It’s strange to have passed through an entire calendar of seasonality. I like gardening but in some ways I am limited by the harsh and short seasons in Western Massachusetts where I have a home. However, I have never actually experienced this total transformation from snow to mud to buds to green to flowers and vegetables. One of the blessings of this awful pandemic is that I have been out west more than not and have caught all of these moments up close – and that has been extraordinary to see. My gardens have never been so full. I have never really tried to grow as many vegetables as I did this year. The bouquets of flowers around the house have provided color in an otherwise difficult and challenging environment.
So now, as I watch fall begin and the warm weather start to disappear, and I prepare for the spectacular color display of a New England autumn, we will have been able to say that we have lived here through the four seasons. For a guy who is used to jumping around airports, rushing through the busy tourist corridors of Europe, popping into museums, meeting and greeting, getting on trains, and living in hotel rooms for four months of the year, it’s strange but also wonderful to catch the ebb and flow of nature and the seasons’ ever changing menu of delights.
When I travel, I like to swim. It’s easier to carry a pair of goggles and light-weight Speedo than it is to cart a whole bunch of keep-fit stuff in your bag.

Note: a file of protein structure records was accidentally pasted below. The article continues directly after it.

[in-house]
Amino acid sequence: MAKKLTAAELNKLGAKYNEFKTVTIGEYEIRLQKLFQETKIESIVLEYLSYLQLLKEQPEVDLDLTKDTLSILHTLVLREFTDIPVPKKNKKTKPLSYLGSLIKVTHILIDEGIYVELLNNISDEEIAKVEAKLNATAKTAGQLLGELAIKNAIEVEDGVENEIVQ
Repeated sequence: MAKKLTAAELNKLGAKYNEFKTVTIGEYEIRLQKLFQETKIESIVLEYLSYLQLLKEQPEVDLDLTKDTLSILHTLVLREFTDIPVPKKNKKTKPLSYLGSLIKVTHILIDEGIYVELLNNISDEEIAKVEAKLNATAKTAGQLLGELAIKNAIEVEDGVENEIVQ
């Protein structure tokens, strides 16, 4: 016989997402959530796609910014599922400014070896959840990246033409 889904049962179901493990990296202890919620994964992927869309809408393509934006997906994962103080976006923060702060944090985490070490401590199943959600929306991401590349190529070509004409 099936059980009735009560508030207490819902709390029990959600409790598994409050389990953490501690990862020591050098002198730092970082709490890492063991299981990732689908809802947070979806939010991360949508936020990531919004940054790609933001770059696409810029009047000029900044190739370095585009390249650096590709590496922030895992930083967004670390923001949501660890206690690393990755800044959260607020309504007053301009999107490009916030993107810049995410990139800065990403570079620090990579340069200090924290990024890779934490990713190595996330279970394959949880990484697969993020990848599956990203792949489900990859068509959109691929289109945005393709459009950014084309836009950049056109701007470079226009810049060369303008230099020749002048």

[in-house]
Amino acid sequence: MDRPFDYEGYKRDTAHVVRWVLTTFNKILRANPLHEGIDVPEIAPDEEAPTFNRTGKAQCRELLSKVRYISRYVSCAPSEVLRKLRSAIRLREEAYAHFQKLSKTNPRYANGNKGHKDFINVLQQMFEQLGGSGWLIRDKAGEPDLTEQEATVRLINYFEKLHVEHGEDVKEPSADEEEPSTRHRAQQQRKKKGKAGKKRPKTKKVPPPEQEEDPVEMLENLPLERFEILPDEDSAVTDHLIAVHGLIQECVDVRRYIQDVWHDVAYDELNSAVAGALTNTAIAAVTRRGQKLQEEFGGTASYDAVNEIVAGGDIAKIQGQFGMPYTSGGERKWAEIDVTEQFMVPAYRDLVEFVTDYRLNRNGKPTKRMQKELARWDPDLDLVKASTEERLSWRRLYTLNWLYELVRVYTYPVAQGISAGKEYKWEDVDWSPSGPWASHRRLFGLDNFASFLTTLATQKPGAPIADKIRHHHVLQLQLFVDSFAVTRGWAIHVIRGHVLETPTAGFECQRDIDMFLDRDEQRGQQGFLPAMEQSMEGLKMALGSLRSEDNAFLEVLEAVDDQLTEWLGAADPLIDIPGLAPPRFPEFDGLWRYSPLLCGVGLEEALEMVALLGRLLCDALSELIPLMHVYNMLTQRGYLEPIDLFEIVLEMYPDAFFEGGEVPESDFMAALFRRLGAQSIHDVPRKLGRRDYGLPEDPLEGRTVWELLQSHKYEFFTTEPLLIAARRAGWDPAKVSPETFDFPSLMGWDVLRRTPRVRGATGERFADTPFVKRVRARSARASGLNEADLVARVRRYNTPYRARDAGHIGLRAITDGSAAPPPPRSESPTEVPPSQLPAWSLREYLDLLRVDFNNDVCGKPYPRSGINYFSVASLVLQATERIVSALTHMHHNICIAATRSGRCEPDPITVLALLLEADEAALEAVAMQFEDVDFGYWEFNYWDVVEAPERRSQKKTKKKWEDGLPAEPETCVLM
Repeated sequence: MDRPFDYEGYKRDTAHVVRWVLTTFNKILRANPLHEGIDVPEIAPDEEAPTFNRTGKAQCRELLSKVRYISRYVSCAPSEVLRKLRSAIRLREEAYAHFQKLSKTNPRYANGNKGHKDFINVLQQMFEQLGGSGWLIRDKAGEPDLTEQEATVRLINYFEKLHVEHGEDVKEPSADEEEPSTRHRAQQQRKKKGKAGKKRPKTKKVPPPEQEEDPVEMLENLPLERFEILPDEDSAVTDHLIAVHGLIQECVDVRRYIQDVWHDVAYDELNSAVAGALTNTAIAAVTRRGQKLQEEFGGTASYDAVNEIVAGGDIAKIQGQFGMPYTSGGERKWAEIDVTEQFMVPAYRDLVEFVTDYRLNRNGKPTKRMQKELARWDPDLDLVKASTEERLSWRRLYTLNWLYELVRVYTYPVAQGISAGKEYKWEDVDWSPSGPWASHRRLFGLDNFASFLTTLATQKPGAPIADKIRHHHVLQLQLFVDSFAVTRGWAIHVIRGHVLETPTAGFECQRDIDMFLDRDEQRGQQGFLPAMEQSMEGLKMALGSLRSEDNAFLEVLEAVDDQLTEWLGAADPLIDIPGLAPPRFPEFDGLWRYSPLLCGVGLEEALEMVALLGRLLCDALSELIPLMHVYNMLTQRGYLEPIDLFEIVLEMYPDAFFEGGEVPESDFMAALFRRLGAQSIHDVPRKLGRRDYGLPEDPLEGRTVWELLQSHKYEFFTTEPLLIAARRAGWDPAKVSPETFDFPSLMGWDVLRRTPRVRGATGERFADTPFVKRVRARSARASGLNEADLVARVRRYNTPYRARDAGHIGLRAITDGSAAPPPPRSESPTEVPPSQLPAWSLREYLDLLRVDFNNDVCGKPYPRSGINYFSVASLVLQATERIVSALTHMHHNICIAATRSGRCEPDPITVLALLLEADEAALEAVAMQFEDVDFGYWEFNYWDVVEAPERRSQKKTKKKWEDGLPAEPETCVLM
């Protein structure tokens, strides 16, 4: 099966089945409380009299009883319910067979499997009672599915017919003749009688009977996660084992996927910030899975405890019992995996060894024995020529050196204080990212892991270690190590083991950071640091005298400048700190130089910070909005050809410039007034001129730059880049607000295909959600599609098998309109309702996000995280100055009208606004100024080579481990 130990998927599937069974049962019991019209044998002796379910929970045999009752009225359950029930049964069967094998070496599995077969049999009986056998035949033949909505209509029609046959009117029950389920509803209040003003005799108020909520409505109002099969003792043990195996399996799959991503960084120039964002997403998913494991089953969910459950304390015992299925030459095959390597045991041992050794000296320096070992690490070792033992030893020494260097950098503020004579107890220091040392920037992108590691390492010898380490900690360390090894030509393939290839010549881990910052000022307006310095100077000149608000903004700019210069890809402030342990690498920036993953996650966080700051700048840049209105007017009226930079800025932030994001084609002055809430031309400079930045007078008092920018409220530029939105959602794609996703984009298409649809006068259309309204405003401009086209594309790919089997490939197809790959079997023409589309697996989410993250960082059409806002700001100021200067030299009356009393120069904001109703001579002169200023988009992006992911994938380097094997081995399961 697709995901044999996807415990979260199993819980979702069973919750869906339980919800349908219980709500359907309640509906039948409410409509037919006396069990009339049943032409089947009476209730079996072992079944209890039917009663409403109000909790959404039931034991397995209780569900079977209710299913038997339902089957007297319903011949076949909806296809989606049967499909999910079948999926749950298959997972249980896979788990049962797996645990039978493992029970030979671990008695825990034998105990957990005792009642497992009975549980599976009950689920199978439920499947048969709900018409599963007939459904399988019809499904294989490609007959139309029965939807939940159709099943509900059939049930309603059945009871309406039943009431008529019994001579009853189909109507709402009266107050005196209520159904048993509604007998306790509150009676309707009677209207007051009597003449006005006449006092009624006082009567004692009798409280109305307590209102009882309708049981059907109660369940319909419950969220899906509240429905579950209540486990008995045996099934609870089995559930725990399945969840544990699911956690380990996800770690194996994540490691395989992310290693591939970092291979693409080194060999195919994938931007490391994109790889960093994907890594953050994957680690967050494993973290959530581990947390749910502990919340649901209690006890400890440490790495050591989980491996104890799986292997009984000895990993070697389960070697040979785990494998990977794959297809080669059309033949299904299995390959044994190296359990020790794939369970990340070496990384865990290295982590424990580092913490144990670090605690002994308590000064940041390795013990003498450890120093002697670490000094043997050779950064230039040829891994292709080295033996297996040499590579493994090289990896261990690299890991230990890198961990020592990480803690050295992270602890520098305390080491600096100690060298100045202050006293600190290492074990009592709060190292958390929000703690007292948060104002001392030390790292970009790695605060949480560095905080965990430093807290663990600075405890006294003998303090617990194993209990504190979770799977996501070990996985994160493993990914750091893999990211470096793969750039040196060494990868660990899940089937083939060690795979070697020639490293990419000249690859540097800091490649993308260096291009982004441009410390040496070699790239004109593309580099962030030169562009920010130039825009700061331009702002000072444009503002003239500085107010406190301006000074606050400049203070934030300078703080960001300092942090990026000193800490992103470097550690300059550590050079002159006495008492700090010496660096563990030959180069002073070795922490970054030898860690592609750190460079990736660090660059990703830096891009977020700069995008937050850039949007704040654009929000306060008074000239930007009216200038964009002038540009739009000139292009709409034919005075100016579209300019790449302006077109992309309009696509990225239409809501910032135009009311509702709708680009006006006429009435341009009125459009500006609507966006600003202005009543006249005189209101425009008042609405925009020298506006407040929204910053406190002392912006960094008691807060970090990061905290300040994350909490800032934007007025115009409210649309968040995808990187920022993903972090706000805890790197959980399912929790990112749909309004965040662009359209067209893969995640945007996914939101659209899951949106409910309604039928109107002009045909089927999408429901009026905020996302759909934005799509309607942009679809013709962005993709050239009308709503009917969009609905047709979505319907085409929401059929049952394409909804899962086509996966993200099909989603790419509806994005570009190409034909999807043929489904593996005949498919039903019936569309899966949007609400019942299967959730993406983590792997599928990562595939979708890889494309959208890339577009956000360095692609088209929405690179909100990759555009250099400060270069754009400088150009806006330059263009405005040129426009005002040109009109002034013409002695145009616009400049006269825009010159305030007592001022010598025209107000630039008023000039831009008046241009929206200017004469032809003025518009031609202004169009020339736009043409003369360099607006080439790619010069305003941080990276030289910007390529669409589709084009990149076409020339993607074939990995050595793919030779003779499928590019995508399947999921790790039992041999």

So, I have a fairly honed in radar for decent pools. I even have an app to detect swimming pools in Paris and I know all the great pools in London. I swim in the sea if the beach is protected and the water is calm but I constantly run into hotels with lots of land and inadequate pool facilities. I wonder if these guys ever had a pool advisor. If you would like to work out in a pool, it has to be a minimum of 20 meters; 25 is preferable and anything beyond that is gravy. It always amazes me that on cruise ships with 4,000 to 5,000 passengers and luxury accommodations, the pool is nothing more than a tiny splashing pool a little bigger than a big over-chlorinated Jacuzzi with God knows what in it.
Huge resort complexes have fancy pools with kidney shapes that you cannot swim in and more often than not are unheated. Hotel pools are, in general, absolutely hopeless. I just want to advocate for a few more meters and some common sense. After all, people do use swimming pools for exercise and when you sit on a 1,000-acre complex, what difference does it make to add 10 extra meters to a pool?! Trying to find out whether the pool in a hotel or complex is adequate for swimming is also tricky. Go look at the photographs of the pool online. Those images can be mighty deceptive. It’s like the pool at the villa in Tuscany or Spain that you rented that turns out to be a little bigger than a bathtub.
For those of us who like to swim, preferably in a heated 25 meter pool, let’s just get some common parameters for discovery and let’s ask hotels and complexes to give a little more thought, a little more honesty, and a little more land for the non-Olympian swimmer who likes to keep fit.